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Friday, December 21, 2012

The Truth About Zombies

We've all read books or seen movies that featured zombies - those "undead" who still roam the earth, looking like dead relatives or friends but who appear to be merely shells of their former selves. Have you ever wondered how the concept of zombies got started and whether it was rooted in fact?

One theory centers in Haiti, one of the zombie capitals of the world.

The story goes that plantation owners needed servants to work their fields. Slaves, of course, cost them no wages but they were in short supply. The discovery that a mere drop from poisonous fish (such as the puffer) could reduce a heartbeat so it was undetectable was seen as an answer to their problem.

They selected their victims and slipped the poison into their drink or food. Within minutes, they appeared to have had a stroke or a heart attack and shortly after, there were no signs of life. Before the age of embalming, the deceased would have been wrapped in material and buried within a day of their death. So the funeral was held, the bodies buried...

And after dark, the plantation owner would send men to dig up the body and bring it to him.

The person would be drugged (creating a zombie-like appearance and personality) and would be told they were dead and had moved into the netherworld. They were told throughout eternity, they would serve the plantation owner.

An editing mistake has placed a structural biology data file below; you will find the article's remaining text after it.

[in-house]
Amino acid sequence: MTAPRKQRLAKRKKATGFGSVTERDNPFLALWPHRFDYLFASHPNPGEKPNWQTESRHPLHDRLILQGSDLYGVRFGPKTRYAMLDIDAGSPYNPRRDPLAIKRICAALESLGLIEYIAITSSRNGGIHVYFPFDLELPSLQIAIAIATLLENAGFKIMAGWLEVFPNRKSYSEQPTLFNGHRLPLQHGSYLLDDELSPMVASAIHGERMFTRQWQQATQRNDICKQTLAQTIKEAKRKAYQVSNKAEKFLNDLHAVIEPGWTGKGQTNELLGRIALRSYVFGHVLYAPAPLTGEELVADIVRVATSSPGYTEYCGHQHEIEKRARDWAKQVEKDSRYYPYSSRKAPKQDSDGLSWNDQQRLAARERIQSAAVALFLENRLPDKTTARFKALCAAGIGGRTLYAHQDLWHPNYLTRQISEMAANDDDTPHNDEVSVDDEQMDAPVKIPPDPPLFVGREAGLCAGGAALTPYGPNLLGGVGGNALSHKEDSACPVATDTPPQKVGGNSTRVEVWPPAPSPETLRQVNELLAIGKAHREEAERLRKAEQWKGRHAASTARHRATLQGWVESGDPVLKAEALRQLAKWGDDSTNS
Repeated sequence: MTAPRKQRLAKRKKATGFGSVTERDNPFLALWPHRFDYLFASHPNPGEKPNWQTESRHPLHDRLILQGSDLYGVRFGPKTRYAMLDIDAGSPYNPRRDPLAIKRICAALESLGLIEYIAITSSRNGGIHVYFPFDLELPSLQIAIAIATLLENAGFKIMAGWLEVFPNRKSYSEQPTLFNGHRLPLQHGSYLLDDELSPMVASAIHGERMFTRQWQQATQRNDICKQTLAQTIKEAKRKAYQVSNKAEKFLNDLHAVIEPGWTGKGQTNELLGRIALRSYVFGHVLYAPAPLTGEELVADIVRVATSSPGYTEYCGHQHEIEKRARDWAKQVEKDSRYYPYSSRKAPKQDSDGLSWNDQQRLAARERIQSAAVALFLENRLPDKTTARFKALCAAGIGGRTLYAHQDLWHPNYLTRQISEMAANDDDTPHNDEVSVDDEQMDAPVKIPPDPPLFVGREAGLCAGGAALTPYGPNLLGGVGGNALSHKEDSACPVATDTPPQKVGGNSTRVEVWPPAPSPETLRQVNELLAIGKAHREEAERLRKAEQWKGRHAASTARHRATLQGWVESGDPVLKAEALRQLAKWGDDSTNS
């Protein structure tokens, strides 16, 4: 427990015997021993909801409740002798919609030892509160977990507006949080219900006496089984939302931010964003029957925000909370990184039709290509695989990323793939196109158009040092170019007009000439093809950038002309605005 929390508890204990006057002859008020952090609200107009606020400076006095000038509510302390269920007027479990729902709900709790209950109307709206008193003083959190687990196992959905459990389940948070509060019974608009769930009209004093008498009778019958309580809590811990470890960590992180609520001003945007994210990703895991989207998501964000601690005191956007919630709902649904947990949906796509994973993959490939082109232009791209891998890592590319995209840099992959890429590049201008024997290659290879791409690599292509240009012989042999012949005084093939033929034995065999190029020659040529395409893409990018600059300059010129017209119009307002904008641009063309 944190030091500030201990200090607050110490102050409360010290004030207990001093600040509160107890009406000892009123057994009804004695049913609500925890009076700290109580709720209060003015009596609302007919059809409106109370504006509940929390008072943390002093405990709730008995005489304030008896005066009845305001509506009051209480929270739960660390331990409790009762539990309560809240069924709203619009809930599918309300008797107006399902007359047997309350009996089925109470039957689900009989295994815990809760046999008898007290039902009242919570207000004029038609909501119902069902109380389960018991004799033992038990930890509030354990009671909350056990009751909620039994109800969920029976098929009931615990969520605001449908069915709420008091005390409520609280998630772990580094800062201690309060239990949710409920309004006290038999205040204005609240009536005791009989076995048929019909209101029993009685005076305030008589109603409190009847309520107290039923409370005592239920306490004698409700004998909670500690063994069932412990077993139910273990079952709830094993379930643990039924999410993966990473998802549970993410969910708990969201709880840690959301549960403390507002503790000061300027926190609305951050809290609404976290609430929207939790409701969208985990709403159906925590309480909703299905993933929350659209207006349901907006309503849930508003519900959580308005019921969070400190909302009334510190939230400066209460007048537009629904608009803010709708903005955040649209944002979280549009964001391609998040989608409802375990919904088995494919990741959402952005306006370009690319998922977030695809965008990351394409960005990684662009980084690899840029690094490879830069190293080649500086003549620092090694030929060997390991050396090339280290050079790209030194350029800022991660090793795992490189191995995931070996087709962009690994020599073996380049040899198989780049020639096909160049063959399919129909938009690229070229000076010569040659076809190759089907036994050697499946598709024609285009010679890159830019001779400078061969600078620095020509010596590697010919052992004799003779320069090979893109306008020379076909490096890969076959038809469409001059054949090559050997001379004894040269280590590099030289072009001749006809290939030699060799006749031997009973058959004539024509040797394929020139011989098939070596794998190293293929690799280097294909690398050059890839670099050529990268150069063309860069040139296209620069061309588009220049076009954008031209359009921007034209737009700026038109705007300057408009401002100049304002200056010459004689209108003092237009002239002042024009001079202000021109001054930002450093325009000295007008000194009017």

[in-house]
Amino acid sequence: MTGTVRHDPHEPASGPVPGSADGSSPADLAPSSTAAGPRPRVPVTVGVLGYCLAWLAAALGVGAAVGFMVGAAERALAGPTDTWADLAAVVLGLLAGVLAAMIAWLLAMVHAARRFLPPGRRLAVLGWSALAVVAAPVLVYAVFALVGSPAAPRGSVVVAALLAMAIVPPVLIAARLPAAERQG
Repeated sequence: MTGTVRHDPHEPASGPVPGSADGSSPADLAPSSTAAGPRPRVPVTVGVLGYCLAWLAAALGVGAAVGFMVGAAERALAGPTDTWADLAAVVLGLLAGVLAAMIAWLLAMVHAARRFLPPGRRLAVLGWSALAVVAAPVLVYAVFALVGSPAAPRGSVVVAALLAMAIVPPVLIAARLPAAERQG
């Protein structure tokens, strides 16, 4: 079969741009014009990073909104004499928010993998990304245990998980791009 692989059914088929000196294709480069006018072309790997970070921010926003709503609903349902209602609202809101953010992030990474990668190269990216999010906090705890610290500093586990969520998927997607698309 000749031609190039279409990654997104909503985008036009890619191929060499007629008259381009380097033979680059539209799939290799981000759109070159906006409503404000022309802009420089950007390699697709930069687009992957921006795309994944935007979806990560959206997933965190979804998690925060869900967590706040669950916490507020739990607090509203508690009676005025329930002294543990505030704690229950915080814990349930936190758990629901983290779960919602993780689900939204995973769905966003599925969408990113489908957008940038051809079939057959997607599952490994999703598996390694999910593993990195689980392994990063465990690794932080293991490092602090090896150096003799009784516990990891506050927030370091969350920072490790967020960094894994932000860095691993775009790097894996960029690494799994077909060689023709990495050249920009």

A young woman who had been poisoned, buried, dug up and drugged eventually escaped and made her way back to her village. The residents there did not believe she was actually still alive; being a suspicious people, they determined that she was "undead." Other victims suffered similar fates. They could not go home because their people were spooked by their appearance. So they lived out their days in a drug-induced stupor serving at the pleasure of the plantation owner.

Have you heard any similar stories? Can you think of any books or movies that carried this premise into fictional accounts?

It is often a true story that stimulates the imagination of authors, immortalizing something that might have otherwise been lost to history...

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